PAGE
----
3 steps to avoid the dreaded dental commoditization

Commoditization is becoming a bigger and bigger threat to orthodontics—and to the dental and health-care industries as a whole.

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This year I was honored to receive an invite to speak as a lecturer at the American Association of Orthodontists’ 2019 Annual Session in Los Angeles, California. As I immersed myself in orthodontics at this event, which brings together more than 17,000 dental professionals from all over the United States, one thing became increasingly obvious: commoditization is becoming a bigger and bigger threat to orthodontics—and to the dental and health-care industries as a whole.

The digital era has ushered in a number of disruptors that bypass traditional business models. These companies provide direct-to-consumer services that can be ordered online and fulfilled from a single remote location. In dentistry, we’re all familiar with SmileDirectClub, which offers a new smile in the mail. But what about medicine? Well, Roman offers men online doctors who they can see right in their homes. These doctors can diagnose and prescribe, and the prescriptions can even be delivered right to you. Recently, Roman has even launched a comparable service focused on women. What do these companies have in common? They save money by forgoing local storefronts and staff—money that is often funneled into large nationwide advertising campaigns that raise awareness and get curious consumers logging on.

If your practice is feeling the commoditization pinch, how can you combat this problem? As a business owner who has faced the issue of commoditization in the print industry and still managed to grow my business year over year—including 20% in 2018—I have three tips that worked for me and should work for you if properly implemented.

1. Find your unique selling proposition

Your unique selling proposition (USP) is something that differentiates your practice and makes it valuable to prospects. When competing against convenience, the smart money is on professional excellence. Research your competitors and their entire new-patient journey by secretly shopping them. Pretend to be a new patient and go through the process. Write down what you like about their processes and what you don’t like. Then, secretly shop your own practice and compare your findings. More specifically, compare notes to establish what’s unique about your practice. Decide if that unique factor would make or break a potential patient’s decision to choose you. 

If there’s nothing distinctive about your practice, consider making changes. Invest wisely in improvements that will set you apart. (For example, a new espresso machine might not sway prospective patients like a simpler booking system.) Here are a few good examples of dental USPs: putting families first (“We’re the only dentist in [your city] to offer a free pediatric checkup with a single full-priced adult checkup.”); putting health first (“If you develop a cavity within six months of your last checkup, we’ll fill it for free.”); and putting community first (“For every checkup you receive with us, we donate one to a child in need.”).

2. Actively promote your practice through the lens of your USP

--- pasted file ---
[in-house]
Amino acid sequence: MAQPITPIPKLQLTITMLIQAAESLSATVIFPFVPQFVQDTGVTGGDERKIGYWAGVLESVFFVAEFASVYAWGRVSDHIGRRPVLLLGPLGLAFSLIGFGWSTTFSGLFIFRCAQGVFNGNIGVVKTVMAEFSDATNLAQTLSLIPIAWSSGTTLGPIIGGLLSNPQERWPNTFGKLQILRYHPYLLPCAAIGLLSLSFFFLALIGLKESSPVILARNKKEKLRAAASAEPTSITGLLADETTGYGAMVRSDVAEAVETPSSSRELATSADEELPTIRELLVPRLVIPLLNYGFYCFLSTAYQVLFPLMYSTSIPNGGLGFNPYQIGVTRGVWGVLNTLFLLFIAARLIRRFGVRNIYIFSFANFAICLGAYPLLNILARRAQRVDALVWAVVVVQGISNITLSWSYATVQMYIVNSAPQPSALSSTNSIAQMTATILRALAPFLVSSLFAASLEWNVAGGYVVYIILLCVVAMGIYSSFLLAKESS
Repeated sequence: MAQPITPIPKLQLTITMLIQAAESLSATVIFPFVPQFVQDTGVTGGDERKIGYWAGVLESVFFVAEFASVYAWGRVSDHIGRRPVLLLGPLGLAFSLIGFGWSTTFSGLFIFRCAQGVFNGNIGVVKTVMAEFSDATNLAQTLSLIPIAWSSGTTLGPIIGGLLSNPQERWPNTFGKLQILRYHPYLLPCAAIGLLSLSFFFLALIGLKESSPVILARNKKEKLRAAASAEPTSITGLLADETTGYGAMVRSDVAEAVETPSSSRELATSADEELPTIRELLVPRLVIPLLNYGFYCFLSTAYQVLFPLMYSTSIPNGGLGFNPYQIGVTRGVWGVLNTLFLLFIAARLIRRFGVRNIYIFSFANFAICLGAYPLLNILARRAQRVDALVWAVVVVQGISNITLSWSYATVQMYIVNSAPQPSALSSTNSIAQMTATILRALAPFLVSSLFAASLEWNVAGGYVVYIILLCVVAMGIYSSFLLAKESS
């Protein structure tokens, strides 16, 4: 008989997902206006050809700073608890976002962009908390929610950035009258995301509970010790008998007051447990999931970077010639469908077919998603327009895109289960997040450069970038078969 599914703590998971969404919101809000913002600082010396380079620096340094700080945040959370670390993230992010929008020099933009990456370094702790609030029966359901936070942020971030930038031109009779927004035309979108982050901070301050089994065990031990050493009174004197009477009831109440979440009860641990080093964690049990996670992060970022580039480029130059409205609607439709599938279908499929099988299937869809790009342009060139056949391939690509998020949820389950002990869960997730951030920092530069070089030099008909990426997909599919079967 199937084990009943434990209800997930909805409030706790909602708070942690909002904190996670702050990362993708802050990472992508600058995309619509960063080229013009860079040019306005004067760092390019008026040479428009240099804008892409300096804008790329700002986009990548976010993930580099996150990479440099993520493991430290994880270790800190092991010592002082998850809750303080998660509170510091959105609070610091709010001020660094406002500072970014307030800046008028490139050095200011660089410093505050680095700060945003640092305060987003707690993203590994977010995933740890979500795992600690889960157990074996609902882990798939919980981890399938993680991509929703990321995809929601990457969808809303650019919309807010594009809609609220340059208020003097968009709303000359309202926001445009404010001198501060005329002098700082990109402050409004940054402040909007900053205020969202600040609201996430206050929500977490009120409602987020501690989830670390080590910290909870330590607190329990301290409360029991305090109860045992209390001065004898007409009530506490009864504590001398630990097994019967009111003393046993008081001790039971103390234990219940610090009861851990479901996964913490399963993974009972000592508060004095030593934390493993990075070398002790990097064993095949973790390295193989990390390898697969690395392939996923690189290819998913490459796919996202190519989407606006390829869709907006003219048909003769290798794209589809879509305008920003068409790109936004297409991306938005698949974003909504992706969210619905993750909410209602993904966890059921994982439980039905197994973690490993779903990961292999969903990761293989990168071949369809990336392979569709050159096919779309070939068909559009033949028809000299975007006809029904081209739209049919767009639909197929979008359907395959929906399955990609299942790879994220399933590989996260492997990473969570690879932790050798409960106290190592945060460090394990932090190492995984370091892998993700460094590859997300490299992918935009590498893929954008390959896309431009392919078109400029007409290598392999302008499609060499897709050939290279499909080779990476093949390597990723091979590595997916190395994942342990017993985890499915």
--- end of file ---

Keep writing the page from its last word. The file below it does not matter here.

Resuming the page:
Once you establish your USP, use it to inform every single piece of promotional material you have. Think of it as your new brand. First, add it to all of your practice’s passive communication channels, such as your website, Google Business Listing, social media profiles, business cards, signage, and really everything that people encounter when learning more about your practice.

The next step is to proactively promote your practice and its position in the market (your USP). In order to convince people to choose you, they first need to be aware that you are an option. This goes beyond relying on a smart referral program. My recommendation is to identify the target market that you most want as a new patient (probably households with children, a certain household income, and within a specific radius of your practice) and reach them with biweekly or monthly postcards. Couple this direct mail campaign with similarly branded digital ads on Facebook, Instagram, and Google. I’ve seen dentists use this strategy to great effect—and written about them here. One doctor increased new patients by 349% and another by 143%. And just last month you met Dr. K, who went from direct mail–phobic to a believer after one campaign increased his new patients 88% and allowed him to double his staff.

3. Make yourself available and visible to the community

This goes hand-in-hand with promoting your practice through the lens of your USP. For dentists, who are in a very personal profession, I recommend getting active in the community to continue building trust and awareness with prospective patients. For example, sponsor a little league or softball team. Community activities also create a huge opportunity for content. Take lots of photos and share them on social media. Even go live on Facebook while you’re there! 

Put these three steps to use and you’ll be well on your way to shrugging off the commoditization facing dentistry—and you’ll have a head start on the competition.  


Author’s note: You can check out the video case study of the dentist who increased new patients by 349% by visiting postcardmania.com/dr-tanty.


JOY GENDUSA is the founder and CEO of PostcardMania. Using just postcards, a phone, and a computer, she built PostcardMania from a one-person start-up into an industry leader. PostcardMania serves 82,401 clients, including 5,750 dentists. Need help promoting your practice? Call one of PostcardMania’s dental marketing consultants at (844) 269-1836 or email Gendusa at joy.gendusa@postcardmania.com.

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